The Great Temptation

The Great Temptation

First Sunday of Lent

Each year, as we enter the holy season of Lent, Holy Mother Church invites us to turn our attention to our Blessed Lord as He spends forty days in the desert, fasting and waging war with the devil. Our Lord’s fast was total. He ate nothing during those forty days and forty nights. Let’s not forget to thank our blessed Lord for offering this fast for us. He was truly man, and truly felt the hunger pangs and weakness. For Himself, He had no need of such mortification, but He offered it up for each one of us, so that we would have the grace to resist temptation. Indeed, at the end of the forty days, the Tempter, that is to say the Devil, approaches and cunningly makes suggestions to our Saviour. He tempts Him to greediness for food (concupiscence of the flesh), to vain glory (pride of life) and to coveting power (concupiscence of the eyes).

It is sometimes difficult for people to understand the relevance of these temptations to our own lives. Indeed, Satan is not going to appear to you as you leave church today and suggest that, supposing you have given up chocolate for Lent, you change the pebbles in the driveway into chocolate candy. Nor will he take you to the top of Sydney opera house and suggest you jump to the ground to prove how holy you are. Nor will he tempt most of us to covet the prominent roles that the world looks upon as being those of pride and glory, such as being the king of England or the President of the United States. Nevertheless, these temptations of Our Lord are paradigmatic for us, that is to say, they are the model of all kinds of temptation. Our Lord endured them precisely to obtain for us the grace to resist.

So what are our temptations? How does the enemy seek to trip us up in our daily lives? He takes different approaches to different people. The temptations of children differ from those of adults. Those of men differ from those of women. But in the end, those three areas of concupiscence of the flesh, the concupiscence of the eyes and the pride of life lay traps for us every day of our lives.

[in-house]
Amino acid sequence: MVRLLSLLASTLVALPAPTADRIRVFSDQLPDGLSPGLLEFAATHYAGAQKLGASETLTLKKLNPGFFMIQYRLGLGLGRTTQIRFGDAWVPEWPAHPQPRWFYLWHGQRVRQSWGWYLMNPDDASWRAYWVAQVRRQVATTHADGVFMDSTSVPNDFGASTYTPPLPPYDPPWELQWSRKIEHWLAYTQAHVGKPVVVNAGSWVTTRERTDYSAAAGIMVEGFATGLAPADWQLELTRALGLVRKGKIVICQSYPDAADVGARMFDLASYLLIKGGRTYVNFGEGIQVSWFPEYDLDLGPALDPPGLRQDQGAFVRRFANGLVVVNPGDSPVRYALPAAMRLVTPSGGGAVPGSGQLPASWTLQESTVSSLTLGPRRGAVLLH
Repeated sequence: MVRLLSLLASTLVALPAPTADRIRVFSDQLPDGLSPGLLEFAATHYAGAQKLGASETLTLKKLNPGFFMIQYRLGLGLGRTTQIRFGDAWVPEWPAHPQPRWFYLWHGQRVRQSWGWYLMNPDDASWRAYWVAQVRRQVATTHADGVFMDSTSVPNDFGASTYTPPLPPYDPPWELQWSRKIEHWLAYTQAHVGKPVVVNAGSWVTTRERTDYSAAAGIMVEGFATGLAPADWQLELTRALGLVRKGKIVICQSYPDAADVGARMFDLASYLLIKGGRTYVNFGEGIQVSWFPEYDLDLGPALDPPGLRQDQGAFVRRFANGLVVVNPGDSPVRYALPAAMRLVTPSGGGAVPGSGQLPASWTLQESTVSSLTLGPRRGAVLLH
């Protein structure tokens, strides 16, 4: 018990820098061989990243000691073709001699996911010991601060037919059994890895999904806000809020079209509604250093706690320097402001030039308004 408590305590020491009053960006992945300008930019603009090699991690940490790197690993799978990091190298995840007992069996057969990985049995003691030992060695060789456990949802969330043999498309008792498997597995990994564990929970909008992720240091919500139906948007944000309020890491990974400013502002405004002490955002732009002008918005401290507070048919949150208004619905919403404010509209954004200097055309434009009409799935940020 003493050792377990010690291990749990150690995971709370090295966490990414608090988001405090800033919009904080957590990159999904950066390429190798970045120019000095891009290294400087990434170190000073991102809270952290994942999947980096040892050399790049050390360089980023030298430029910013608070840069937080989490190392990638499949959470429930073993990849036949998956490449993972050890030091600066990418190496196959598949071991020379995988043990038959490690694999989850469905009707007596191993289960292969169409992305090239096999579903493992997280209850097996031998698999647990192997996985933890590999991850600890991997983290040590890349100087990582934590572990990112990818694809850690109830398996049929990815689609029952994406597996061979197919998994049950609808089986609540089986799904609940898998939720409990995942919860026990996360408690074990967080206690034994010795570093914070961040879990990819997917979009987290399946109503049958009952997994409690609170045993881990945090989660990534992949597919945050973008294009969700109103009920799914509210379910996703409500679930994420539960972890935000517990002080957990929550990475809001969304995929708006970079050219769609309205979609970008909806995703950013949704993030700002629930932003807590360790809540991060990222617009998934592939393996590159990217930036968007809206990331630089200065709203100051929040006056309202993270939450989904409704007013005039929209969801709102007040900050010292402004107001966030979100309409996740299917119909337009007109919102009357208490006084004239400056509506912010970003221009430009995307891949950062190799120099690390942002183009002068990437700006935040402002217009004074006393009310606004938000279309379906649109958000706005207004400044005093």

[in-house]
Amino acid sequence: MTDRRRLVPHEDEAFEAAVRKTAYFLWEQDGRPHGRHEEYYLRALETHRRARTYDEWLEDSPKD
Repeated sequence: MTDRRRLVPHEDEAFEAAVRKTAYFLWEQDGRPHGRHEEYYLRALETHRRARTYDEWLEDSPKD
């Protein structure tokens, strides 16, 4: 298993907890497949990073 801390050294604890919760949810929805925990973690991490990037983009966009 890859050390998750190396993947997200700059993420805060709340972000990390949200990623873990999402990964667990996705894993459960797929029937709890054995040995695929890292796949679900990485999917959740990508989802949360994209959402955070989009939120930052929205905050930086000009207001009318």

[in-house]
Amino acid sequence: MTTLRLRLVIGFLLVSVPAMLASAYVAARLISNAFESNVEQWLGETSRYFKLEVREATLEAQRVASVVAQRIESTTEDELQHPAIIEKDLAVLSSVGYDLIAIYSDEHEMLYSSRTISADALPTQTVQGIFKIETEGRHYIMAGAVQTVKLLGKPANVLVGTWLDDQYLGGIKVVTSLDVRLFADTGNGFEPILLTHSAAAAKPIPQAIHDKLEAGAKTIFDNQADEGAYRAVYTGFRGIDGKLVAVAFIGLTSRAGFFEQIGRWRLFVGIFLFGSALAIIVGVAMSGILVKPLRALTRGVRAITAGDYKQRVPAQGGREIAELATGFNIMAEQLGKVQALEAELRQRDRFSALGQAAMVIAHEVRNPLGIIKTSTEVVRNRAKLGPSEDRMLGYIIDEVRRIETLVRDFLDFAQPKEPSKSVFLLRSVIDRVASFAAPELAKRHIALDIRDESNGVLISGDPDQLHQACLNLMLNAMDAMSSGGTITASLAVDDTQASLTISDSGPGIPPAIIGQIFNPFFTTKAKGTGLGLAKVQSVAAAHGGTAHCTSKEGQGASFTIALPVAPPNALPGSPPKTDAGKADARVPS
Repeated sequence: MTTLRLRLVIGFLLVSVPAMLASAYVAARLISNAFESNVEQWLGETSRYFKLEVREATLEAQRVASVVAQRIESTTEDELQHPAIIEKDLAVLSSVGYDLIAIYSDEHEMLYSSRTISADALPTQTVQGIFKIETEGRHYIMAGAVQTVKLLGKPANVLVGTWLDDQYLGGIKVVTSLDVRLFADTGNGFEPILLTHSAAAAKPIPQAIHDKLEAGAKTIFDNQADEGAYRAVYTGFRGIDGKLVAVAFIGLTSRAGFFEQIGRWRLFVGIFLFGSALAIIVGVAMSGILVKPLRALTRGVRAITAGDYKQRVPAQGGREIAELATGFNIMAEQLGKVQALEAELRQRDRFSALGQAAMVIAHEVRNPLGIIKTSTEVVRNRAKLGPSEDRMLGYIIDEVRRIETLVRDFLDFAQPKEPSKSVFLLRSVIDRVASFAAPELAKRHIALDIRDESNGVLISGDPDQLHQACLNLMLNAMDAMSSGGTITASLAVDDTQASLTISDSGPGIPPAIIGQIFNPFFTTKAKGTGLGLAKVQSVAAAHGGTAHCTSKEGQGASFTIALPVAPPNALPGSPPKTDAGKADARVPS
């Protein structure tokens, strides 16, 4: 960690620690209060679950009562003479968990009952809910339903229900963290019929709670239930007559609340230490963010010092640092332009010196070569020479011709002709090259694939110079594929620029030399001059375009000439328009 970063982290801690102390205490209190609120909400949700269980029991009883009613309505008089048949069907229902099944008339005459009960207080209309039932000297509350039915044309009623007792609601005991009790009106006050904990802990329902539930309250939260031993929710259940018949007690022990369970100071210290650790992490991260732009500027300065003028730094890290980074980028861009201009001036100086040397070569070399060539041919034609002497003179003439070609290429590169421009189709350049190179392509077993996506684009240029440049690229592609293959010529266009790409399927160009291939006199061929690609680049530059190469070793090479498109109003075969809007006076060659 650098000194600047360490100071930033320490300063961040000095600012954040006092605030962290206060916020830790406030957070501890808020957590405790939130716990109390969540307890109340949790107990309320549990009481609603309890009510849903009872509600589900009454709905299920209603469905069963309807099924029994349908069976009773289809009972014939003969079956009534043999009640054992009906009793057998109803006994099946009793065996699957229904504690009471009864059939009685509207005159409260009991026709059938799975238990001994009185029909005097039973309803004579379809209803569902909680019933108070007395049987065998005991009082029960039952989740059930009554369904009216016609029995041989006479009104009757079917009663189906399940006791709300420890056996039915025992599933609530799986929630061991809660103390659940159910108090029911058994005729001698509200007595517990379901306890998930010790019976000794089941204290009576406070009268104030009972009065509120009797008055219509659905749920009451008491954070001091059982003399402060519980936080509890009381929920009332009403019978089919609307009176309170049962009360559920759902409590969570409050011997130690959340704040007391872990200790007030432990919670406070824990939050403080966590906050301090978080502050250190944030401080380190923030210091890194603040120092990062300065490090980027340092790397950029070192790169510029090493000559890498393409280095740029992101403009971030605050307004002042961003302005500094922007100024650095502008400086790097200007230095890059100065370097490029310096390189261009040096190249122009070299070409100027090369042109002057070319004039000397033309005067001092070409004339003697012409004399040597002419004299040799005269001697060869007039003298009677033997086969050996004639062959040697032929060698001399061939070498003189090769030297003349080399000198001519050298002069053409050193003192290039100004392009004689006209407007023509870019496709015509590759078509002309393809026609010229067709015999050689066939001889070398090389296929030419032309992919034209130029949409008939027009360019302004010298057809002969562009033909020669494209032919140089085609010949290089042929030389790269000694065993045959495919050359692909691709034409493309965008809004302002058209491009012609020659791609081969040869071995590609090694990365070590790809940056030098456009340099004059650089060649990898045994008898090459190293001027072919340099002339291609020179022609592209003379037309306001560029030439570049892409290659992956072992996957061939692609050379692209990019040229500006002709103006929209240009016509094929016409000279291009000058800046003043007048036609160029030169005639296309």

God knows that it is good for us to be tried, to be tested. The archangel Raphael tells Tobias: Because thou wast acceptable to God, it was necessary that temptation should prove thee (Tob 12:13). Temptation, far from being a sign of reprobation, is actually a sign of God’s favour. If God did not love us, He would not allow us to be put to the test; rather, as any parent who wants their child to mature into a good, responsible adult, so God wants us His children to mature spiritually, to learn how to fight the ancient enemy and to overcome his wiles. To so protect one’s children that they never have to struggle and compete is to condemn them to a life of mediocrity. That is why God allows us to be tempted. He does not want us to be mediocre, but strong in virtue.

Most of us have to struggle, in varying degrees and forms, with the lusts of the flesh. Men are attracted by feminine beauty which is often a stumbling block to them. Women know this, and when they are not virtuous, they can easily catch men in this way. St Alphonsus Liguori, the patron saint of moral theologians is clear on this point: sins of the flesh are the cause of the damnation of the greatest number of souls. The temptations of excessive food and drink are also regular means the enemy uses to weaken our spiritual drive, whence the need, during Lent but also at other times of the year, to deprive ourselves even of things that would be suitable in order to atone for past negligences and strengthen our souls and bodies against all other forms of temptation.

The concupiscence of the eyes takes different forms for men and women, for children and adults. Whenever we find ourselves indulging in whatever makes us feel special, or gives us a feeling of power and success, we are following that path. Its cure is what we call modesty or custody of the eyes, refusing to indulge in dreaming that we are someone special and not consenting to do things so as to be seen by others. To do so is to open up a path for the tempter.

The pride of life consists in putting ourselves before others, thinking that we are better than others. This temptation is one that pious persons, especially in traditional circles, are prone to fall into. Imagining that we are better than others just because, for example, we go to Mass, or just because we know our catechism or our canon law, or because we are familiar with any other number of observances and customs that many in the Church are not even aware of today. It is easy to become self-complacent and scorn others in our heart if we are not careful. It is also easy to judge and condemn others, to find fault with their every word and deed, to criticise them, even in our own heart, as if everyone had to be brought before our own tribunal. Another form the pride of life takes, especially in periods of Church crisis, as today, is the tendency to establish oneself as the norm of what the Church should be doing, and that temptation can even go so far as setting oneself up as if one were the Church, forgetting that the Church is not ours, it is Christ’s who remains its head, and who has given it its form and structure, indestructible till the end of time.